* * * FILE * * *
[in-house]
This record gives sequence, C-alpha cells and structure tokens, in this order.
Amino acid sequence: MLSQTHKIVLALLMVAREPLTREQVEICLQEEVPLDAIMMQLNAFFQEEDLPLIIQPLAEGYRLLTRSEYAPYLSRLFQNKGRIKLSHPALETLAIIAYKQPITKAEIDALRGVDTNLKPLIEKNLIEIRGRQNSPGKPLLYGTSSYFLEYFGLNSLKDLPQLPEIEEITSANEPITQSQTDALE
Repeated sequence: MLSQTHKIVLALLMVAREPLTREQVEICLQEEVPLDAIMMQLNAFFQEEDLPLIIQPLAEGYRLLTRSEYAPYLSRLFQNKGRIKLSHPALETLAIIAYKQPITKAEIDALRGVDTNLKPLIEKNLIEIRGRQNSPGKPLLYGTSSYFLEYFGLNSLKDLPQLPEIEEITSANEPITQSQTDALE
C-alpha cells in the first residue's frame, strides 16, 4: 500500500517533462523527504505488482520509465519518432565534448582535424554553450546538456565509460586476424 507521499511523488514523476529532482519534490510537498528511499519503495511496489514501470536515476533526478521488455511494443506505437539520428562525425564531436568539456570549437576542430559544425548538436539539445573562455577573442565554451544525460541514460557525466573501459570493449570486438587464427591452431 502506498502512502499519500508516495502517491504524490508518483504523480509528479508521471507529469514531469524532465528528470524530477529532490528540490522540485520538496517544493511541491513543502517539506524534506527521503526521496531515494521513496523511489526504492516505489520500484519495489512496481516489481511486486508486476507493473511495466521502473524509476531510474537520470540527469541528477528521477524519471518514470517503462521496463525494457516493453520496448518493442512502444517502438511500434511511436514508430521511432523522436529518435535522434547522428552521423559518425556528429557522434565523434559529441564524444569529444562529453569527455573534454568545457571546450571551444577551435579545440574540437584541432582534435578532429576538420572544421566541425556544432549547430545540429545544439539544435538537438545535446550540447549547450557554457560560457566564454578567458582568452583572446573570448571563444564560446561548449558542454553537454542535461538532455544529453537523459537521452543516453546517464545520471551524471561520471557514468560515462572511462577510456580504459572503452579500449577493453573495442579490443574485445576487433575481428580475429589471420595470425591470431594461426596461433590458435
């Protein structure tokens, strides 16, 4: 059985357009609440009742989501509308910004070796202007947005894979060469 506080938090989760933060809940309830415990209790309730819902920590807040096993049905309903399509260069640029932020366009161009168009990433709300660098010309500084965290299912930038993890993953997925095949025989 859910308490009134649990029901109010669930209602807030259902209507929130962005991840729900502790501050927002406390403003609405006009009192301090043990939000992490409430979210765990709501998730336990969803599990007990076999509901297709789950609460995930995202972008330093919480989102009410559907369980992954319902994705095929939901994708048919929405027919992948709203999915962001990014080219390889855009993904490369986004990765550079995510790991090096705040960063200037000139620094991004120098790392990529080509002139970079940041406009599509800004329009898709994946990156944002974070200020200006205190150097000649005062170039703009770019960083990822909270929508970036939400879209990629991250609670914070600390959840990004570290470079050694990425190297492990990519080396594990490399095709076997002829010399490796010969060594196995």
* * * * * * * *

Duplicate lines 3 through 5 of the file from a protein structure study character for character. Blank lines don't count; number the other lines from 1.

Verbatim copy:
Amino acid sequence: MLSQTHKIVLALLMVAREPLTREQVEICLQEEVPLDAIMMQLNAFFQEEDLPLIIQPLAEGYRLLTRSEYAPYLSRLFQNKGRIKLSHPALETLAIIAYKQPITKAEIDALRGVDTNLKPLIEKNLIEIRGRQNSPGKPLLYGTSSYFLEYFGLNSLKDLPQLPEIEEITSANEPITQSQTDALE
Repeated sequence: MLSQTHKIVLALLMVAREPLTREQVEICLQEEVPLDAIMMQLNAFFQEEDLPLIIQPLAEGYRLLTRSEYAPYLSRLFQNKGRIKLSHPALETLAIIAYKQPITKAEIDALRGVDTNLKPLIEKNLIEIRGRQNSPGKPLLYGTSSYFLEYFGLNSLKDLPQLPEIEEITSANEPITQSQTDALE
C-alpha cells in the first residue's frame, strides 16, 4: 500500500517533462523527504505488482520509465519518432565534448582535424554553450546538456565509460586476424 507521499511523488514523476529532482519534490510537498528511499519503495511496489514501470536515476533526478521488455511494443506505437539520428562525425564531436568539456570549437576542430559544425548538436539539445573562455577573442565554451544525460541514460557525466573501459570493449570486438587464427591452431 502506498502512502499519500508516495502517491504524490508518483504523480509528479508521471507529469514531469524532465528528470524530477529532490528540490522540485520538496517544493511541491513543502517539506524534506527521503526521496531515494521513496523511489526504492516505489520500484519495489512496481516489481511486486508486476507493473511495466521502473524509476531510474537520470540527469541528477528521477524519471518514470517503462521496463525494457516493453520496448518493442512502444517502438511500434511511436514508430521511432523522436529518435535522434547522428552521423559518425556528429557522434565523434559529441564524444569529444562529453569527455573534454568545457571546450571551444577551435579545440574540437584541432582534435578532429576538420572544421566541425556544432549547430545540429545544439539544435538537438545535446550540447549547450557554457560560457566564454578567458582568452583572446573570448571563444564560446561548449558542454553537454542535461538532455544529453537523459537521452543516453546517464545520471551524471561520471557514468560515462572511462577510456580504459572503452579500449577493453573495442579490443574485445576487433575481428580475429589471420595470425591470431594461426596461433590458435